Filed under Ann Dee, Character, Depression, Exercises, Family, Life, writing process

Some Things I Have Heard

Sometimes I wonder where the line between the truth and another’s feelings should be. Here are a few things that have been said to me about my work. My response or thought, follows.

1. I’ll never let my children read your book. The kids in there are too naughty.

Steve said, after I told him this, ‘She didn’t have a lot of faith in her parenting, did she?’

2. Oh. Contemporary.

Yup. Just dumb, old, sad sack, someone dies and is nekkid, contemporary.

3. That’s what I hate about people like you who say they don’t like fantasy. You just don’t know what you’re talking about.

I  considered standing up to this person as this was said in a public place, in front of lots of my friends. But I let it go.

4. I’m not one of these [unpublished] people. My book is the lead title.

For me, humility is pretty important. Being an ass won’t keep you from being popular and rich, but I won’t like you. And neither will some of your contemporaries (who write fantasy! Hahahaha!).

5. You write rated R books.

I do?

(I actually liked this, it came from Steve. Still, I was surprised at first because I don’t watch R-rated movies.)

6. Why did you curse in this book?

Uhhhhh. Sorry fifth-grade kid. Ummmmm. ‘It’s life?’

7. I’m just worried you are selling your soul to the devil for money and popularity.

Well, then, my soul is worth pennies on the dollar compared to other people’s souls.

8. Children’s and young adult writing aren’t taken seriously in academia.

Then how do you expect people, who don’t read as children, to read as adults? As far as I’m concerned, we have the most important job of all, no matter what our degrees are.

9. Do you think you’ll ever write for adults?

Only if adults want a story with a main character who sounds twelve.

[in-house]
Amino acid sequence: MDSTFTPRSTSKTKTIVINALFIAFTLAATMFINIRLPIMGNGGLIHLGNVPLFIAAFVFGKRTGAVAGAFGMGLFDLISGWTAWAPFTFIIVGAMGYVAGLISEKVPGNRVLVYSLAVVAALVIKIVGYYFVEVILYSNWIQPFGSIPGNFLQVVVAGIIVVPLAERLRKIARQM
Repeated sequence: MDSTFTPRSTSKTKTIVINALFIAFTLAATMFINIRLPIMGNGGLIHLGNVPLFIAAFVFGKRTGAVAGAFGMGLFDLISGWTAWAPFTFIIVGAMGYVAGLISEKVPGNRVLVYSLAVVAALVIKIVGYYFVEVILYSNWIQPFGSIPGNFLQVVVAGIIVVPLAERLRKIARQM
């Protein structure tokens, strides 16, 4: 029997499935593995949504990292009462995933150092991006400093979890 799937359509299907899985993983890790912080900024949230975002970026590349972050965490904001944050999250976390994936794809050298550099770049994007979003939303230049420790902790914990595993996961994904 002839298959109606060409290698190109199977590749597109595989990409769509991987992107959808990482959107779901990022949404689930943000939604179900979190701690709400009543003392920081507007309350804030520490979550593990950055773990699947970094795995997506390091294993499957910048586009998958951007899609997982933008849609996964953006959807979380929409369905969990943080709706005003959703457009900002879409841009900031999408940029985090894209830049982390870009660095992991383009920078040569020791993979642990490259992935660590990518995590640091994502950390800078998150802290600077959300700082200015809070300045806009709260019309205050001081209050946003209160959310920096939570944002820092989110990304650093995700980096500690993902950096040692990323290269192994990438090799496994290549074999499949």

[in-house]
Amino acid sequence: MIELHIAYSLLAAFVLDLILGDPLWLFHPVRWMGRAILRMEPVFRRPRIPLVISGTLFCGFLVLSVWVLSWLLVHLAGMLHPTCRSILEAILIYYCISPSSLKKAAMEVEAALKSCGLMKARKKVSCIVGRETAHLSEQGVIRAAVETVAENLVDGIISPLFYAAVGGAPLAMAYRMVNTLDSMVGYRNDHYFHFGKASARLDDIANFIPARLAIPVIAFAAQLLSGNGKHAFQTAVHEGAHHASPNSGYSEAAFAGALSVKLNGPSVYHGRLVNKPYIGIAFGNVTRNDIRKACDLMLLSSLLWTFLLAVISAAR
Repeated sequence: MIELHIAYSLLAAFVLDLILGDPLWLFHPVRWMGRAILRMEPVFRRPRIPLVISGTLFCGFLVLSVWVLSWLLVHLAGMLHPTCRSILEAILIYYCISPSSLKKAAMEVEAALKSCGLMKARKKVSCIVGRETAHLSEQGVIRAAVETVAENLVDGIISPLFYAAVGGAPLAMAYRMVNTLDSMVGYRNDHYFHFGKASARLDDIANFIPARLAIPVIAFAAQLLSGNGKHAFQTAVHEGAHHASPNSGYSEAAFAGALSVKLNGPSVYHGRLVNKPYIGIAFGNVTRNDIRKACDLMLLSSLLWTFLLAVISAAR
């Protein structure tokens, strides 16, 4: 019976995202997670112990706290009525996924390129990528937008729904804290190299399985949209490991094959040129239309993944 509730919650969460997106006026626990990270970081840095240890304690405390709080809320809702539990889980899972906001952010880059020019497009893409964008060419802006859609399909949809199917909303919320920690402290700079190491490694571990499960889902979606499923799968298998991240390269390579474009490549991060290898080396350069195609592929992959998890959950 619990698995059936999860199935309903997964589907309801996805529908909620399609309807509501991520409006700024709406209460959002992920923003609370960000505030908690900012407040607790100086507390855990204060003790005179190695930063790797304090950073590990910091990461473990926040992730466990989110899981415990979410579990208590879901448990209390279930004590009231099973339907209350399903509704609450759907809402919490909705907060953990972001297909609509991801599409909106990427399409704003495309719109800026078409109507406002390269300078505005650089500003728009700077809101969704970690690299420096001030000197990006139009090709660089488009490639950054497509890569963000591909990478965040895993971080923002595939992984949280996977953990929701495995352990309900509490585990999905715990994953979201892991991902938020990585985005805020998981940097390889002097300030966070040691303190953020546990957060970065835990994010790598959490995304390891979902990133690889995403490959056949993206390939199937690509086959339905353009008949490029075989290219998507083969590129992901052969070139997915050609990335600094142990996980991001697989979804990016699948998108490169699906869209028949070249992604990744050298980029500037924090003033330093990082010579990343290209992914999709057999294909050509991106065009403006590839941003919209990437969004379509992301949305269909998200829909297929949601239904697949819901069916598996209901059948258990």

10. I like so-and-so’s work better than yours.


11. I know she’s sitting right over there, but will you sign Louise Plummer’s book for me?


I will have you all know that I did sign Louise’s book. With my own name. 🙂 Just as the reader asked me to.

12. At ALA a reader came up to me and told me everything I had done wrong in my book, GLIMPSE. She then compared me to a more popular writer of verse-type novels, telling me this other person was a better writer and etc than me.

Laura and Kyra were with me and tracked the girl down. They wanted to beat her up. We argued about it in front of MT Anderson.

13. “I guess you can sign it.” From a young lady who won my book and didn’t want it.

I don’t have to sign it for you.

These are just a fraction of the comments I have gotten. I’m not sure why people feel the need to help us along in these odd ways. And yes, some are funny, but others are painful. And it’s not always from children. Mostly the comments come from unthinking, unkind, educated adults. Sometimes the comments come my fellow writers.

Do they think because we have published a book, we no longer have feelings?

The truth is, most writers are MORE in tune with their feelings than the average bear. Just rewriting these things causes a bit of sting.

There are all kinds of ways to tell someone something about who they are or what they have written. I may not like your book, but you will never know.

Here’s something funny to end on.

I was doing a signing for THE CHOSEN ONE (you have to have read the book to get this).

A long line of librarians waited for me to sign their copies. It was so great, talking to all these men and women.

One came up, clutched the book to her chest and said, “I drive the book mobile as my job. I can’t wait to read this novel.”

I just smiled at her.


Filed under Agents, CLW, Life, Publication